Preserving Herbs In Oil:
Like vinegar, this does not preserve the plant part, but it does save the flavor. This is a great way for oils that will be used in dishes where you want a subtle hint of that herb’s flavor.
Place clean and dried herbs in a jar, and top with oil, making sure herbs are completely submerged. Store in a cool and dark area, and let infuse for 4-6 weeks.
It’s important to note that herbs and oils are both low-acid. Together, they could support the growth of mold or botulism bacteria. The National Center for Home Food Preservation recommends that oils may be flavored with fresh herbs to be stored in the refrigerator and used within 2 to 3 days.
I want my herbs to infuse for at least a month, so I personally only use dried herbs in oil. If you want to try infusing fresh herbs, you can also infuse your oils in the fridge.
Preserving Herbs In Honey:
It’s unlikely you’d want to smear oregano-infused honey on toast, but herbal honey can be great to add to tea or use in cooking. Thyme honey, in particular, is great for a gentle cough and cold remedy. Floral-infused honey can add a subtle treat when spread on scones or drizzled on cheese. I recently made a jasmine honey and I have a chamomile planned. Infused honey with savory herbs is also great to use in dishes such as to glazed roasted vegetable.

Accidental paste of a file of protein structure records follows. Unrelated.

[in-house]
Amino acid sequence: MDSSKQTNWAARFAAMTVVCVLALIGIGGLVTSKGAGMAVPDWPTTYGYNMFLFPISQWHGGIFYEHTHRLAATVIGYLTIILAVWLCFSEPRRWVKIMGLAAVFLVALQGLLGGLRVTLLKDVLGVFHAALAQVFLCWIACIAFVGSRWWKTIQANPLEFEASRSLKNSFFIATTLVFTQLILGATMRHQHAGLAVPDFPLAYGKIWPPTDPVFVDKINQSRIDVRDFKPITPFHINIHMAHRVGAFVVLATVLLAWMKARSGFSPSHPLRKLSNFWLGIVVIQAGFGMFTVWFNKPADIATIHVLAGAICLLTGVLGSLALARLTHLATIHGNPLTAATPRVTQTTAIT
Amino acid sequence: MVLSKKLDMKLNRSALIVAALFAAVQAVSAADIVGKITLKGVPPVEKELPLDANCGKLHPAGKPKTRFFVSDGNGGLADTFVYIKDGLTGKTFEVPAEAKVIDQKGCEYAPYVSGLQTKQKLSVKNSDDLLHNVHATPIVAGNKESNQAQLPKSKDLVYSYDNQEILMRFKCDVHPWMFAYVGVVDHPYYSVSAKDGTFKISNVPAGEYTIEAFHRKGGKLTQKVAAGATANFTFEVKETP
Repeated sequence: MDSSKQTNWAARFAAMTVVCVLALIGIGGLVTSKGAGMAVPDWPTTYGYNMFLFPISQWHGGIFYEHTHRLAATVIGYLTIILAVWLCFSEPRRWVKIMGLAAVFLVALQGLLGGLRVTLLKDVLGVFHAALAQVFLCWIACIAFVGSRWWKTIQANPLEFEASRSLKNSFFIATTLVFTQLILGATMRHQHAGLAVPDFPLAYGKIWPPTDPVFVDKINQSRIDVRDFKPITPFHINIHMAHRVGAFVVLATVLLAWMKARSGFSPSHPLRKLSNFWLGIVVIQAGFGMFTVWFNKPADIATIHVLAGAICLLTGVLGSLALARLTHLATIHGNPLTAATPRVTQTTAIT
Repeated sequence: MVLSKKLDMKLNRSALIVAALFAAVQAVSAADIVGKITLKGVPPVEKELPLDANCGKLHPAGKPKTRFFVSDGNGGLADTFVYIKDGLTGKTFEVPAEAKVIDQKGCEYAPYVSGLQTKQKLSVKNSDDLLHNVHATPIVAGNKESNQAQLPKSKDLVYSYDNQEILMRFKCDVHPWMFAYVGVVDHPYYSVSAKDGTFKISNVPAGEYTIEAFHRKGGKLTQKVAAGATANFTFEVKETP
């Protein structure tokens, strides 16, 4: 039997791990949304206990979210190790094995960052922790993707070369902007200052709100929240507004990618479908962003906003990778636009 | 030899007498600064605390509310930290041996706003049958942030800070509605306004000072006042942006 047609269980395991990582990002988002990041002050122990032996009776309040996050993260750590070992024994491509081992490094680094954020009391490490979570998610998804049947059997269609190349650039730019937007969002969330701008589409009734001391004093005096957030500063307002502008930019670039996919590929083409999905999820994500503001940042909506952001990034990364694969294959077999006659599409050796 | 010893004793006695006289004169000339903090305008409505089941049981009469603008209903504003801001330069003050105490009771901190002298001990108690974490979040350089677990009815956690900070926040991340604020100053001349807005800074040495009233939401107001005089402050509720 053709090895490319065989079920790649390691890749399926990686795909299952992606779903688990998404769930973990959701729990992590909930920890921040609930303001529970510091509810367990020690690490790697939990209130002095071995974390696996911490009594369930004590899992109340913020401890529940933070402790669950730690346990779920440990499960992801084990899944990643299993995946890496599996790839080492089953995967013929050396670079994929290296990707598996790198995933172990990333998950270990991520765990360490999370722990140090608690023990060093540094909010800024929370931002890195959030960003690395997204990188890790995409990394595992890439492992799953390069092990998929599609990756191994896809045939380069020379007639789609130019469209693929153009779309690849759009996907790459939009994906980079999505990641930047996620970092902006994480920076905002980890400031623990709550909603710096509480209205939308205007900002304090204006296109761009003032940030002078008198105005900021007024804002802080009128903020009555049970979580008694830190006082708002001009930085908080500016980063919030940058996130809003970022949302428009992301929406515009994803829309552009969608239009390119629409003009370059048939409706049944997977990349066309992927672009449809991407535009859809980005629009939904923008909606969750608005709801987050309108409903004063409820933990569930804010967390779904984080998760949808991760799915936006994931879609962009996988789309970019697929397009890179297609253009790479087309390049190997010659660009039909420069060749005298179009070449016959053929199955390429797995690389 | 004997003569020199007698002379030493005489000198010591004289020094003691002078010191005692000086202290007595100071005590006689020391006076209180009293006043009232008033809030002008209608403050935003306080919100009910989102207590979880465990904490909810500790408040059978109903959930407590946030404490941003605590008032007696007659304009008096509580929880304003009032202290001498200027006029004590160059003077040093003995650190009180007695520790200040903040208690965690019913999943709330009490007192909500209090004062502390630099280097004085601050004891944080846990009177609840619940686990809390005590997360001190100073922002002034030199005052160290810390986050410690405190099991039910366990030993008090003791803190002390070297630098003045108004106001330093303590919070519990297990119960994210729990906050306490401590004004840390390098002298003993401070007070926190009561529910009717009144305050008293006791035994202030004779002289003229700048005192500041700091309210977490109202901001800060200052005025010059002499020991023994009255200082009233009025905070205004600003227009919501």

Fill a jar half full of fresh, but washed and dried, herbs (you don’t want water clinging to them), and pour over enough honey to cover the herbs. Let steep in a warm spot, such as a sunny windowsill, for at least 2 weeks. Strain if desired, or store in a cool area or the fridge.
Preserving Herbs in Sugar or Salt: